According to Tripp,  Gideon essentially says that God has the wrong address, the wrong man:
Gideon both misunderstands who he is and who God is. If you forget who God is in his power, glory and grace, and you forget who you are as a child in his family, you will always mismeasure your potential to do what God has called you to do. You will measure your capability based on your natural gifts and on the size of the task God has called you to face. Thankfully, since God is with you, you have been blessed with wisdom and power beyond your own that give you potential you would not have on your own. (March 19, New Morning Mercies)
The best news - while Gideon's call to leadership is a powerful message from thousands of years ago, God still does this today! He sees his children when they feel broken, incapable, exhausted, discouraged. And then he shows up on a normal day, during a normal chore, and calls us out to a new life, new purpose, new vision. This ability to take on God's purpose, as with Gideon, is never measured on our natural potential and even experience, but on God's solid, sure, immeasurable power.

In my opinion, Gabe Salazar is a modern-day Gideon. Watch his six-minute "I am Second" video, where he describes God plucking him out of hopelessness. Born to a teen mother, abandoned by his father, he felt like his birth was an accident. This once-broken kid now travels the country - and world - encouraging kids that they have a purpose and can make great choices. And best - he carries this weighty message with humor and a light heart.

My mindset these past few months represent pre-angel Gideon. In the face of discouragement and disappointment, the reminder of Gideon stopped me in my tracks that my measuring stick has been my own strength and courage. And for my loved ones who are muddling through hard things, I've been measuring the future by their strength, their courage.

God, give us the grace to be done with that! You call us Mighty Warriors, and You are with us.

Go in the strength you have.

I can do that. You can do that.

Monday, February 18, 2019

Happy 70th to our Silver Sneaker Superwoman

Mom's retirement party - and 4 of her soon-to-be 17 reasons for retirement
Some of y'all know this, but my mom can do anything.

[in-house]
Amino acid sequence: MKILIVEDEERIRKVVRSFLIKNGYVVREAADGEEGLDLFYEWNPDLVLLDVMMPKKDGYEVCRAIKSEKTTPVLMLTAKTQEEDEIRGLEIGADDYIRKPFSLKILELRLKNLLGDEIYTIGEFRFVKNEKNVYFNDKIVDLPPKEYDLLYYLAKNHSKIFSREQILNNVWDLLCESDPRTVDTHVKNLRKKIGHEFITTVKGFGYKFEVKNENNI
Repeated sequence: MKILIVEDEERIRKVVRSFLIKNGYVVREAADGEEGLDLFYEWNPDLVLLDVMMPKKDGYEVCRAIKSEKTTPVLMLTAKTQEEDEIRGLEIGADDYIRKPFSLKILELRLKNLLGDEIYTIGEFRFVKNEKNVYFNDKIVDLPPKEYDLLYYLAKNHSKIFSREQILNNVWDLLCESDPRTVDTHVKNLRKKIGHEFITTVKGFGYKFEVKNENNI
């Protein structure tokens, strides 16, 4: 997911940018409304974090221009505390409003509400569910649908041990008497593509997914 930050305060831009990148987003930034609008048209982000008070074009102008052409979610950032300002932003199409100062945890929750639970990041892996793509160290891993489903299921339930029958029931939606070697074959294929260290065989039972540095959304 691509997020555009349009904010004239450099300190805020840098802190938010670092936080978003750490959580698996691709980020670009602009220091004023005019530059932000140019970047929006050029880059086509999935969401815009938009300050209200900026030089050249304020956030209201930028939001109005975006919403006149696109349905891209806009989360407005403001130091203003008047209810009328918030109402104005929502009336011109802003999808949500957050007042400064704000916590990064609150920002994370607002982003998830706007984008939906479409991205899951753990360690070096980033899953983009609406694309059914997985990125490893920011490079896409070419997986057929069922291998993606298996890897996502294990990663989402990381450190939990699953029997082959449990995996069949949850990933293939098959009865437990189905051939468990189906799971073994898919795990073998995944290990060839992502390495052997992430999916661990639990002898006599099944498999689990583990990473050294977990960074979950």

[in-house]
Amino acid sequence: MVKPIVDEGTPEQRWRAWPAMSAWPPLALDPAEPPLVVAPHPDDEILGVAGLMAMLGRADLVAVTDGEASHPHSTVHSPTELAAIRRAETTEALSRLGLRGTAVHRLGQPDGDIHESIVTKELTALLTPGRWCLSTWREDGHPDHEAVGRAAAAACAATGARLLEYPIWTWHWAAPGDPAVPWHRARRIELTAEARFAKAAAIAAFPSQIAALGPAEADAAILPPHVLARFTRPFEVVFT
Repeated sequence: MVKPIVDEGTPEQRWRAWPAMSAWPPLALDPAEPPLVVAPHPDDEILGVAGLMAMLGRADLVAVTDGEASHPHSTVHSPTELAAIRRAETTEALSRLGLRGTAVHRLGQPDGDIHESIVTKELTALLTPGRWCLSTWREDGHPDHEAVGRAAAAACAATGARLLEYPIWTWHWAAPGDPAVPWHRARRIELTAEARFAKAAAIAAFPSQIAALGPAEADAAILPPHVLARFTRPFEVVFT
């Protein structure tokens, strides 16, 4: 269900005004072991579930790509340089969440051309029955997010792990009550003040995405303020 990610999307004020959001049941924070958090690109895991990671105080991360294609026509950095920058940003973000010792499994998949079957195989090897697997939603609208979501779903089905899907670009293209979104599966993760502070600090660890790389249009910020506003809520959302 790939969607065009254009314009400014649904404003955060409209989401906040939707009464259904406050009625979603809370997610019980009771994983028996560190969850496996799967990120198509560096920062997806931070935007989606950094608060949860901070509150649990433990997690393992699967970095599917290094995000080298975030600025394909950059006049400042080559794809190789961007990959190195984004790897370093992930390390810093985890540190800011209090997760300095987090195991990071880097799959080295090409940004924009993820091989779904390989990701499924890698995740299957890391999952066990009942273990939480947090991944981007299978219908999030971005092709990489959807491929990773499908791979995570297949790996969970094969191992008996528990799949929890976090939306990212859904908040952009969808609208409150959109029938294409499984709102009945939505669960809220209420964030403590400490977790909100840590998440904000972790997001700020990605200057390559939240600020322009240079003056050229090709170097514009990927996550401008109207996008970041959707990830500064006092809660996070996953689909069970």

Just ask Trey's wife, Amy.
James Girls weekend last fall
And with Mom's marker 70th birthday this week, I'm attempting to frame a few of this "silver sneaker superwoman's" superpowers:

- She can design and grow amazing gardens
- explain the rules to little league umpires
- reupholster a sofa and create a slipcover for a loveseat - all from scrap fabric
- provide award-winning trashy Christmas costumes
- keep both their lake property (with several acres) and her home lawn (over an acre) mowed
- imagine and sew intricate school and Halloween costumes when strapped for both time and money - for her own kids and her grandkids (praise God) - we still have friends raiding our costume closet each October
- volunteer to teach Tanglewood science lab with me - and actually enjoy it
- write and direct Easter plays AND set design, complete with a rocky tomb and soldier swords and a feathery angel
- she shows up to baseball and volleyball tournaments having already read the tournament rules and checked out the brackets
...and the woman can BOWL. She and Mama took Basden and Essie bowling recently, and they were all flabbergasted with her BOWLING SKILLS. Evidently Mom took a bowling class in college.
I'm telling you, she's a grandma who can do anything.


homemade donuts - complete with decorated paper bags for shaking in powder sugar






Besides all the things she's good at, she's got some wisdom.

A few things I've learned from my mom: